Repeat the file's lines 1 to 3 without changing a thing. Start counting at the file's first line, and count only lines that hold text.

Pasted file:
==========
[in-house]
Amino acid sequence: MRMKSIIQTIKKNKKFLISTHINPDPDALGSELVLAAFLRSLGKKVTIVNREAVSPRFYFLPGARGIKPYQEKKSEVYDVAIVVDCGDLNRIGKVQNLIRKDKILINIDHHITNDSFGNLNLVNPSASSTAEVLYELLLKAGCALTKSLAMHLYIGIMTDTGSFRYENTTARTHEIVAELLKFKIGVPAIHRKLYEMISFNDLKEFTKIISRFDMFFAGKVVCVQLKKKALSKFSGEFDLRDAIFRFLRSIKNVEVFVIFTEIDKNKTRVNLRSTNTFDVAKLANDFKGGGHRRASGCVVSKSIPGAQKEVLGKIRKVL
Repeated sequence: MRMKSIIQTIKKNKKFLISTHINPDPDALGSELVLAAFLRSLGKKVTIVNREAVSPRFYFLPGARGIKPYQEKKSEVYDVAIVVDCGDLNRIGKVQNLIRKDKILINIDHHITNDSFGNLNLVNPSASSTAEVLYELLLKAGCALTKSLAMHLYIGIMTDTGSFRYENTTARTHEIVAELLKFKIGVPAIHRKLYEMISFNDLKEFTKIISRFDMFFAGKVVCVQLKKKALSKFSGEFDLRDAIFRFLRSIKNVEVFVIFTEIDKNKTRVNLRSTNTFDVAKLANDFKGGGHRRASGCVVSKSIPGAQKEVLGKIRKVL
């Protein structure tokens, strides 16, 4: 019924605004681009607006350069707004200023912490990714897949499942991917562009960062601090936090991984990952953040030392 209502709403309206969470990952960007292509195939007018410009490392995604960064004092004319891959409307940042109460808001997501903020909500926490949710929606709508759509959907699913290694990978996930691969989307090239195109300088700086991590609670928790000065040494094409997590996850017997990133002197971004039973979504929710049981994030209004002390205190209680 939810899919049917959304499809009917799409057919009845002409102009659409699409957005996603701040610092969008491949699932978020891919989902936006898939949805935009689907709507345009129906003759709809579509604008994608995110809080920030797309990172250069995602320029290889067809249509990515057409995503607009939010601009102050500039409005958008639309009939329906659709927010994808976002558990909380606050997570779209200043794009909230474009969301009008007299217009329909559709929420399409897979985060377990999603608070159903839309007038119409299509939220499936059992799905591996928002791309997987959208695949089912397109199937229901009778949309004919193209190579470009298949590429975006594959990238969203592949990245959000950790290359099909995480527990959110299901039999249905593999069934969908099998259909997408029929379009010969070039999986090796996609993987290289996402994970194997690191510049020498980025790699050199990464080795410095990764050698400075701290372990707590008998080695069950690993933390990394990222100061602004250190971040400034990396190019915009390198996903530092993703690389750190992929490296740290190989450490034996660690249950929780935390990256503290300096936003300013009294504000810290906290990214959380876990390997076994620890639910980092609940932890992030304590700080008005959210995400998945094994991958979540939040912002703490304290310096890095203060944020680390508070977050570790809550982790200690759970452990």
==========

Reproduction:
[in-house]
Amino acid sequence: MRMKSIIQTIKKNKKFLISTHINPDPDALGSELVLAAFLRSLGKKVTIVNREAVSPRFYFLPGARGIKPYQEKKSEVYDVAIVVDCGDLNRIGKVQNLIRKDKILINIDHHITNDSFGNLNLVNPSASSTAEVLYELLLKAGCALTKSLAMHLYIGIMTDTGSFRYENTTARTHEIVAELLKFKIGVPAIHRKLYEMISFNDLKEFTKIISRFDMFFAGKVVCVQLKKKALSKFSGEFDLRDAIFRFLRSIKNVEVFVIFTEIDKNKTRVNLRSTNTFDVAKLANDFKGGGHRRASGCVVSKSIPGAQKEVLGKIRKVL
Repeated sequence: MRMKSIIQTIKKNKKFLISTHINPDPDALGSELVLAAFLRSLGKKVTIVNREAVSPRFYFLPGARGIKPYQEKKSEVYDVAIVVDCGDLNRIGKVQNLIRKDKILINIDHHITNDSFGNLNLVNPSASSTAEVLYELLLKAGCALTKSLAMHLYIGIMTDTGSFRYENTTARTHEIVAELLKFKIGVPAIHRKLYEMISFNDLKEFTKIISRFDMFFAGKVVCVQLKKKALSKFSGEFDLRDAIFRFLRSIKNVEVFVIFTEIDKNKTRVNLRSTNTFDVAKLANDFKGGGHRRASGCVVSKSIPGAQKEVLGKIRKVL